Changing keys is a great way to add energy and interest to music but how does one get from one key to another?
First, a little bit of theory…
Tonic defines the key. Tonic is the stable "home" or "done" note or chord that's built on the first note of a scale e.g. in the key of C major, C is both the 1st scale degree and the name of the I chord.
The dominant (or V7) is the chord that is built on the fifth chord of a scale. It has a restless unstable quality that wants to resolve back home to tonic.
Five Modulation Techniques
1. Direct modulation
The easiest way to change keys is to just do it all of a sudden with no modulation. This works especially well with key changes that are a whole or half step apart. If the tune has pick up notes such as Oh, When the Saints Go Marching In, start those in the new key. Tip: Once you arrive in the new key, vamping the chords a bit before the melody returns is one way to make the transition less abrupt.
2. Change Modality
Moving from a major key to its parallel minor key or vice versa (e.g. C major to C minor), also works well to just do it without a modulation. The ear readily accepts this change because the tonic note remains the same and both keys have the same V7 chord (e.g. G7 is the V7 chord in both C Major and C minor conventional harmony). Go Tell Aunt Rhody is a one such example.
To modulate from key of D major to the key of D minor and vice versa:
D Major key > A7 chord > D minor key > A7 chord > D Major key.
3. Pivot chord modulation
Some key changes sound better if they are preceded by a pivot chord to smooth the transition. The pivot chord that most often precedes a key change is the V7 of the coming new key.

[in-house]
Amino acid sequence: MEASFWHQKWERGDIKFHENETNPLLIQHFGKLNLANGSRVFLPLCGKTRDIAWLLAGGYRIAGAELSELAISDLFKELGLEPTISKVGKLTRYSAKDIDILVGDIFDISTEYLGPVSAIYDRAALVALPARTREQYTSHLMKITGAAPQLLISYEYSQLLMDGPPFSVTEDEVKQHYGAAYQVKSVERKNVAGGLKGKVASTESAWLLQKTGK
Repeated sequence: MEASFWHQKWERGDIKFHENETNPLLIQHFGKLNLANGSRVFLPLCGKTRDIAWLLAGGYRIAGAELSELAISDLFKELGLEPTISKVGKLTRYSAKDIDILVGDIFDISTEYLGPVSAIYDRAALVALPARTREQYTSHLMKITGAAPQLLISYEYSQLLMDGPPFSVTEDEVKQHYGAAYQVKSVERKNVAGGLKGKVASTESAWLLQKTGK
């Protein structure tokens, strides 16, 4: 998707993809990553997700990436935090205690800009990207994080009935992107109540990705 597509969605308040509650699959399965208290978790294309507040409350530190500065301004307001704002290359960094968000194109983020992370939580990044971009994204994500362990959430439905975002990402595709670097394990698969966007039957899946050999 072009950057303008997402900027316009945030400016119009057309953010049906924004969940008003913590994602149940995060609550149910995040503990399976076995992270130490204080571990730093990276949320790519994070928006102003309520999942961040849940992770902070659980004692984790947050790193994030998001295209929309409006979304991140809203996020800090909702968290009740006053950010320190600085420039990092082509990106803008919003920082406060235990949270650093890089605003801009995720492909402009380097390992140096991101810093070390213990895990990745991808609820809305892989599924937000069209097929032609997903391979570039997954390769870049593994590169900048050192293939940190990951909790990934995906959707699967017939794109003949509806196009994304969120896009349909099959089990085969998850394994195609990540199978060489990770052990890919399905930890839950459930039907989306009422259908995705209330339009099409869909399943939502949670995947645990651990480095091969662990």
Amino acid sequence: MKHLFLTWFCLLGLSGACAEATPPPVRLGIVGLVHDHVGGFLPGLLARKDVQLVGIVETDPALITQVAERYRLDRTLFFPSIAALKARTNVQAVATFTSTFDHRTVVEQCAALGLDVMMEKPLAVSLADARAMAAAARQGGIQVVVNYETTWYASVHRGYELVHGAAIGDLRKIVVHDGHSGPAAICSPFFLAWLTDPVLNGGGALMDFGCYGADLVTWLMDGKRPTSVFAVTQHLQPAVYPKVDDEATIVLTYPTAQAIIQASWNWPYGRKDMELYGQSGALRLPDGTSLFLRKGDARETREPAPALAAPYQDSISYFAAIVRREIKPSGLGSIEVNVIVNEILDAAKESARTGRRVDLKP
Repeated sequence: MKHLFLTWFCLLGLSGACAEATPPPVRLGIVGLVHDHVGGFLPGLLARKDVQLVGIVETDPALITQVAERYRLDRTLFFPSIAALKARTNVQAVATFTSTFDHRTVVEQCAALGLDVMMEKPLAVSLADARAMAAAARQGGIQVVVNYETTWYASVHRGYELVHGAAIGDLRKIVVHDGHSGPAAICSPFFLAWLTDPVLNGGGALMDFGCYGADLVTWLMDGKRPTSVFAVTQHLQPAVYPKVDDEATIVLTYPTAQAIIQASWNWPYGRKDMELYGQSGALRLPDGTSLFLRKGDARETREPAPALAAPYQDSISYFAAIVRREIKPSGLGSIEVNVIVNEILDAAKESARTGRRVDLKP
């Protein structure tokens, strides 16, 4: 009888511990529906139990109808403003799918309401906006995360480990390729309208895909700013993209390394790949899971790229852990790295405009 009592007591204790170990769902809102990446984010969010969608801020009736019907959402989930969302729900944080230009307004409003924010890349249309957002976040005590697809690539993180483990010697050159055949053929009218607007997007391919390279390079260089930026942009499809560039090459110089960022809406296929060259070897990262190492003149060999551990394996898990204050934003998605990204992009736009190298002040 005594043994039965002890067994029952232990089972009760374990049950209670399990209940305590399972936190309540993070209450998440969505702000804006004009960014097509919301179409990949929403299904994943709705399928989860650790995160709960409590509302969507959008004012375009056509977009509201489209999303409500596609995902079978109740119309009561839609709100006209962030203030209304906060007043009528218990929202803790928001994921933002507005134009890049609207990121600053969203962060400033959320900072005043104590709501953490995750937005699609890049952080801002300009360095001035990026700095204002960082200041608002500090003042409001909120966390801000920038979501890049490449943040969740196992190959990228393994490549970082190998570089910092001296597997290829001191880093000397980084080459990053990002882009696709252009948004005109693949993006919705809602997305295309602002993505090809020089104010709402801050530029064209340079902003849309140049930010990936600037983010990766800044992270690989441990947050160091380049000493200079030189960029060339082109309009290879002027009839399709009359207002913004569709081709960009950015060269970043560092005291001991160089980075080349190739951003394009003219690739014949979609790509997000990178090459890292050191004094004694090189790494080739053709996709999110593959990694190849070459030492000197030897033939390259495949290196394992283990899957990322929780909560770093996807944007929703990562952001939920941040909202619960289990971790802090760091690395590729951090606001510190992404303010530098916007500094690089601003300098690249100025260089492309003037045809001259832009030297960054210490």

To modulate from key of C major to key of F major:
C Major key > C7 chord (V7 of F major) > F Major key
To soften the modulation further, precede the V7 of the new key with its own dominant preparation chord (IV and ii7 are most common) of the new key.
To modulate from key of C Major to key of G Major:
C Major key > Am7 chord (ii7 of G Major) > D7 chord (V7 of G Major) > G Major key
Tip: This works especially well when both keys share a few chords. For example, the chords, G and Em7 are in both keys of C major and D major so the ear accepts the transition more readily.
4. Gradual modulation
This one involves preparing the ear for the new key by gradually introducing notes into the melody from the coming key signature. The result gently prepares (some would say "confuses") the listener's sense of the tonal center so the key change feels seamless. This is a common strategy in Sonata form. Examples include: Mozart: Piano Sonata No. 16 in C major (Sonata Facile), K. 545 or Sonatina in C, Opus 36 No. 1 by Clementi. Both begin in C major and quickly and seamlessly modulate to G major in this way.
Like going up stairs, sequencing involves systematically moving around (usually up) a little portion of the melody and its associated chords until the new desired key is reached.
To modulate from key of C Major to key of E Major:
Repeat third measure up a whole step and then continue melody up another whole step.
Bonus: Pop Dominant Chord
Here's a more contemporary sounding way to change keys. It's similar to the V7 pivot chord modulation but it has a twist. Instead of preceding the new key with its V7 chord, play the IV chord of the new key over its 5th scale degree in the bass.
To modulate from key of C Major to key of A Major
C Major key > D/E (IV of A Major over 5th scale degree) > A Major
Happy modulating and until next time, enjoy your creative music making journey!